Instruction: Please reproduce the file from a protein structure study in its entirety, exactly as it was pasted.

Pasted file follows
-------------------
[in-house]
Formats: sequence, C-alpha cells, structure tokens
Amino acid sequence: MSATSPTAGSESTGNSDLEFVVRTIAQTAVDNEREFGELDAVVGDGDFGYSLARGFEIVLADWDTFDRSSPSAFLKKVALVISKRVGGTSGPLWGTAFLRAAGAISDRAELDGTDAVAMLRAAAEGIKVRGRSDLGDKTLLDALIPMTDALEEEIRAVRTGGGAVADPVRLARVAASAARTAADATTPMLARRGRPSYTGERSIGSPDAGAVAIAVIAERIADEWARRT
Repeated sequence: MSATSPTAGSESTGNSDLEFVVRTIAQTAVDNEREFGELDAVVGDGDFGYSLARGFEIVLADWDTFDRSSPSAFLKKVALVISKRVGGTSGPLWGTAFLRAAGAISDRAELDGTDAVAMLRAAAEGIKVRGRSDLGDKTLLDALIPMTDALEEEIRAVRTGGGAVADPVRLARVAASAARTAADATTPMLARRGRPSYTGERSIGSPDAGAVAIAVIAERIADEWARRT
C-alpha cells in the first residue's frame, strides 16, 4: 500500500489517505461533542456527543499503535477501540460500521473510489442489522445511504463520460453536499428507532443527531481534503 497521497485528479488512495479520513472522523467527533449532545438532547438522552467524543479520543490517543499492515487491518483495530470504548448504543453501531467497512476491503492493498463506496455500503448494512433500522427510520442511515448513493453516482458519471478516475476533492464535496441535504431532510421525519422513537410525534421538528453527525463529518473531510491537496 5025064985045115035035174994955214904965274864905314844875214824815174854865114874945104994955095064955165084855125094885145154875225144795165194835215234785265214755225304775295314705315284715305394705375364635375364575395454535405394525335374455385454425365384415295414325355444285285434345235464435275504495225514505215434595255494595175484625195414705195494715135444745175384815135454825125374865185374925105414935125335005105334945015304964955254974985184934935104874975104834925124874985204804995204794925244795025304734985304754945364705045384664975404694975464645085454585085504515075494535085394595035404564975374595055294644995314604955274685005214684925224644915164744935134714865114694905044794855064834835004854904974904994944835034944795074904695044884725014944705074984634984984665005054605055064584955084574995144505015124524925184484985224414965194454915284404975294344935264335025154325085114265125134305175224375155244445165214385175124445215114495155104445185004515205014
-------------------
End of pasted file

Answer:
[in-house]
Formats: sequence, C-alpha cells, structure tokens
Amino acid sequence: MSATSPTAGSESTGNSDLEFVVRTIAQTAVDNEREFGELDAVVGDGDFGYSLARGFEIVLADWDTFDRSSPSAFLKKVALVISKRVGGTSGPLWGTAFLRAAGAISDRAELDGTDAVAMLRAAAEGIKVRGRSDLGDKTLLDALIPMTDALEEEIRAVRTGGGAVADPVRLARVAASAARTAADATTPMLARRGRPSYTGERSIGSPDAGAVAIAVIAERIADEWARRT
Repeated sequence: MSATSPTAGSESTGNSDLEFVVRTIAQTAVDNEREFGELDAVVGDGDFGYSLARGFEIVLADWDTFDRSSPSAFLKKVALVISKRVGGTSGPLWGTAFLRAAGAISDRAELDGTDAVAMLRAAAEGIKVRGRSDLGDKTLLDALIPMTDALEEEIRAVRTGGGAVADPVRLARVAASAARTAADATTPMLARRGRPSYTGERSIGSPDAGAVAIAVIAERIADEWARRT
C-alpha cells in the first residue's frame, strides 16, 4: 500500500489517505461533542456527543499503535477501540460500521473510489442489522445511504463520460453536499428507532443527531481534503 497521497485528479488512495479520513472522523467527533449532545438532547438522552467524543479520543490517543499492515487491518483495530470504548448504543453501531467497512476491503492493498463506496455500503448494512433500522427510520442511515448513493453516482458519471478516475476533492464535496441535504431532510421525519422513537410525534421538528453527525463529518473531510491537496 5025064985045115035035174994955214904965274864905314844875214824815174854865114874945104994955095064955165084855125094885145154875225144795165194835215234785265214755225304775295314705315284715305394705375364635375364575395454535405394525335374455385454425365384415295414325355444285285434345235464435275504495225514505215434595255494595175484625195414705195494715135444745175384815135454825125374865185374925105414935125335005105334945015304964955254974985184934935104874975104834925124874985204804995204794925244795025304734985304754945364705045384664975404694975464645085454585085504515075494535085394595035404564975374595055294644995314604955274685005214684925224644915164744935134714865114694905044794855064834835004854904974904994944835034944795074904695044884725014944705074984634984984665005054605055064584955084574995144505015124524925184484985224414965194454915284404975294344935264335025154325085114265125134305175224375155244445165214385175124445215114495155104445185004515205014